Monday, October 1, 2012

Some Pre Post NaNoWriMo Advice


In exactly one month I will be engaging in NaNoWriMo Hell and I’ve never been more excited. This time last year I was ready to go for it. I’d entered NNWM many times before but never actually finished. I had no premise, no plot, and no plan. Great jumping off point, right? Actually…yes. Last year was the first year I've ever completed NNWM! Not only did I come out a champ but I had the beginnings of what I think is a truly stellar YA novel. What I've done with it since then is another story. And that’s where this post comes in. I am prepping you for the aftermath of NaNoWriMo. You’re confused, right? Because it hasn't happened yet? True. But I focused so much on the prep last year that I rationed all of my energy for November. In reality, NaNoWriMo is a marathon, not a sprint. You need to be pumped for what comes afterwards, aside from doing a mean futterwacken, which I did. Once November ends there’s much to be done and you shouldn't waste too much time.

#1: First & foremost…Finish. Last year I hit 50,000 words, went YEEHAWWW!!!  and shelved my book for 3 really long months. I still haven’t finished. It’s not because I lost interest in my concept, oh no, I love it. It’s that I let myself get lazy and once the wheels stop turning it’s a whole lot harder to get them rolling again, which leads into my next point…

#2: Give yourself a timeline. You’re more or less going to have one for NaNoWriMo anyway. In fact, if you’re anything like me you've already calculated you’re daily word count (mine is 1,950 because I’m taking Wednesdays off). Once November ends you need to take two large steps back, have a little you time, and then be prepared to do work once you come back. Don’t take 3 months. I recommend one, at the most. And this is where your timeline happens. Mine looks something like this:

Start again by Jan 1st - - - - Finish novel by March 31st - - - - Revise like a crazy lady until April 30th - - - - Proof reading by family/friends until May 30th - - - - Beta month of June - - - - etc;

This is just an example. Yours can be much more accelerated or maybe a bit slower. Whatever works for you as long as you’re sticking to it. I post my progress on social media sites to keep myself accountable and I give myself rewards. Like chocolate…or shoes.

#3: Be prepared to scrap everything. It sounds ominous but it happened to me. I finished 50,000 words, came back 3 months later and went hmmmm… Luckily, it was a good hmmmm and it revolutionized my plot for the better. I didn't scrap all elements of my plot and characterization but I have essentially done a full re-write (as in every single word – no copy and pasting). It’s tough. It hurt. I cried. But I put on my big girl britches and made a unique, yet complex product. This isn't always the case though. Be prepared to say, “Well, it was real!” and toss the whole thing. Your goal with NaNoWriMo is to write quantity. If you get some quality out of there, kudos to you. Also, fneuf nfeunueifn nuineuif nunuew may help your word count, but it doesn't help your story… ;)

NaNoWriMo is a truly exciting time where you cheat on sleep for pizza and copious amounts of caffeine. You will be pushed to your limits, cry out for your mommy, and maybe even take up sucking your thumb again. No one will judge you. Just make sure all the embarrassing habits you adopt are worth it. Follow through and if it’s not enough to make your teddy bear proud, make yourself proud. You can do it!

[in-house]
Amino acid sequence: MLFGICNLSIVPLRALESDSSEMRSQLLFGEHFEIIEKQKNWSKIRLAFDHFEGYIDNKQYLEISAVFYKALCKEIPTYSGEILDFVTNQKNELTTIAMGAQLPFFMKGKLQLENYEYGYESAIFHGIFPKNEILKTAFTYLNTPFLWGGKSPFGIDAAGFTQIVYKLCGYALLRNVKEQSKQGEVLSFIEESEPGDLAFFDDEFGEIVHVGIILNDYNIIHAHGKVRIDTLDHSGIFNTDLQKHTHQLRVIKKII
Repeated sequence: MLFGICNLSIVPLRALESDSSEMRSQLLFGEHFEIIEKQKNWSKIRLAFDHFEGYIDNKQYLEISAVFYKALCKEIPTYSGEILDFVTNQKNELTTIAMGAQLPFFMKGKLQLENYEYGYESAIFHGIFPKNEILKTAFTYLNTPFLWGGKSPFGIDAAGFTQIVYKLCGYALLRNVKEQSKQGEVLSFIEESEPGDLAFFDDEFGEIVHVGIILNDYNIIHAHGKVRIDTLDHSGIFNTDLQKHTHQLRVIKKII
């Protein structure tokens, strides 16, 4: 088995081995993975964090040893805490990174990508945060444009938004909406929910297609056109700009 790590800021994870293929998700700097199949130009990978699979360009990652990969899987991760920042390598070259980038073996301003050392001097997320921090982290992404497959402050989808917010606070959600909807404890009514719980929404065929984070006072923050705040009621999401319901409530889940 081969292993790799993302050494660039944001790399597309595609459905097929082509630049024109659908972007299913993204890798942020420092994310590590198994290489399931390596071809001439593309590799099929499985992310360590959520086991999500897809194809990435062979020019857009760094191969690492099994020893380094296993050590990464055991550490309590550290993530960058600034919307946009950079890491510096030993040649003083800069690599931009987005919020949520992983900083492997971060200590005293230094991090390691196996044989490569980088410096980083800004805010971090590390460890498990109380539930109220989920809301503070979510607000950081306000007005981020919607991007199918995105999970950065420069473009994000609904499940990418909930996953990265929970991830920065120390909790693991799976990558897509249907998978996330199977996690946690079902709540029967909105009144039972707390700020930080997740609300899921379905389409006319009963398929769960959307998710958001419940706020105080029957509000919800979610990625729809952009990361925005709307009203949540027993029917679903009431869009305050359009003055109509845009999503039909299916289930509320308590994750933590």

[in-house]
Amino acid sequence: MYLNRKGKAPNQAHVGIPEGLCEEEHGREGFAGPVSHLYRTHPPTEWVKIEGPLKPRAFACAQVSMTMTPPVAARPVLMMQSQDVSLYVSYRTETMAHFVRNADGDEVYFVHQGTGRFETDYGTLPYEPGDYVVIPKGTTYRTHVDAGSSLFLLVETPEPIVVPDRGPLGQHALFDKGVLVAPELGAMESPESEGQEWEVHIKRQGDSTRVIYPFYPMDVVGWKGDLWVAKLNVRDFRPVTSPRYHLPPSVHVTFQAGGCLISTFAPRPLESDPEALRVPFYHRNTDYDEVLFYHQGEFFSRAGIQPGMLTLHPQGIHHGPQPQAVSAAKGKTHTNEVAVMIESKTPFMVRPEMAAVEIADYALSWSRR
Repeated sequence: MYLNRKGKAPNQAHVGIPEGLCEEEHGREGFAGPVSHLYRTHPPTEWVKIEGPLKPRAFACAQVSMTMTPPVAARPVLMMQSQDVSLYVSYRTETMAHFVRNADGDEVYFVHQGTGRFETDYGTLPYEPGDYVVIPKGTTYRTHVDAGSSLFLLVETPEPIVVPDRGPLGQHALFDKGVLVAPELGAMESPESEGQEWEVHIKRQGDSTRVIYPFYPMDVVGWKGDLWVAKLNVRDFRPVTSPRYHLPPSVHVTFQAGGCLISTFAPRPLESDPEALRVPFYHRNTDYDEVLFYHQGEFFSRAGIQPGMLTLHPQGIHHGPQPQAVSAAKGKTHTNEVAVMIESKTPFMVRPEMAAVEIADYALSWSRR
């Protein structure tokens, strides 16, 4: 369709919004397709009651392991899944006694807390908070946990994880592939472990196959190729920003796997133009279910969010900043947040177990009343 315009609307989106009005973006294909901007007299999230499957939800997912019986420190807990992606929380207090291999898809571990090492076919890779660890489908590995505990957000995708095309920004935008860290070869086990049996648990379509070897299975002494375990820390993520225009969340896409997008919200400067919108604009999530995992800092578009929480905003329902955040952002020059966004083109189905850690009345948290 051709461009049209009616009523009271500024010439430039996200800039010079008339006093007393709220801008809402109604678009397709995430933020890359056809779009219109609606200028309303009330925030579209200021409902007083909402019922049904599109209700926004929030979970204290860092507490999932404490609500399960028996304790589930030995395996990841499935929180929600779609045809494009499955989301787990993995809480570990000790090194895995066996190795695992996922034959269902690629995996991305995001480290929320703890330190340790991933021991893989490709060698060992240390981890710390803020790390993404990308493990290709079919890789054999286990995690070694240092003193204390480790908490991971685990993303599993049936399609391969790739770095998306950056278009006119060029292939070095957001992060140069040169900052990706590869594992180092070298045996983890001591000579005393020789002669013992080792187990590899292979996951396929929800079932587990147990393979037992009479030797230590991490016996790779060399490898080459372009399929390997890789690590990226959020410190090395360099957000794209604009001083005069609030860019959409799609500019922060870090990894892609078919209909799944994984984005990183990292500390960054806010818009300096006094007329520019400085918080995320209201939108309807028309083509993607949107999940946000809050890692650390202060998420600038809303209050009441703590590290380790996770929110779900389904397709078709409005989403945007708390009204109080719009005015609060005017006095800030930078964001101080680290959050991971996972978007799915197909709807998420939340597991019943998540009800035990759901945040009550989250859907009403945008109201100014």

Thoughts? Opinions? I’d love to hear them! 

8 comments:

  1. Great post here Haylee! You make some great points! I definitely think setting writing timelines and goals is very important.

    In all honesty, my best advice is this: When Nanowrimo is over, and you've written a zillion words every day for an entire month, don't stop. Sure, lesson your goals if you have to but you've already started creating a great habit for your writing career! Don't do all that work to just fall back into bad habits! :P

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  2. I really hope I don't take up sucking my thumb again. It took me 25 years to quit in the first place ... :/

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    1. Right?! I managed to avoid thumb sucking last year. Instead I came down with the flu and a nasty case of shingles. Thumb sucking might be a welcome alternative...

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  3. The first year I was ready to do NaNoWriMo my dad died, right on November 1. I've done some work on that story, but never got it finished. . Last year I was in a full rewrite so I didn't get to. This year I've started some minor brainstorming. I'm not a plotter by nature so I haven't done much - just the concept, title and a few major plot points. But I think it's important not to waste the opportunity.

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    2. Sorry to hear about your father :( That's tough. You're right though, NaNoWriMo isn't an opportunity to waste (wow, I can't spell today, hence my comment deletion). It really helped me realize that I can make a living as a writer.

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  4. Last year I gave up and didn't finish my writing goal:( This year will be different though. I know what to expect and will plan it all out!!

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  5. interesting! although I have no expert, but I want have to know more and more, on your blog just interesting and useful information. Keep it up!teddy bear

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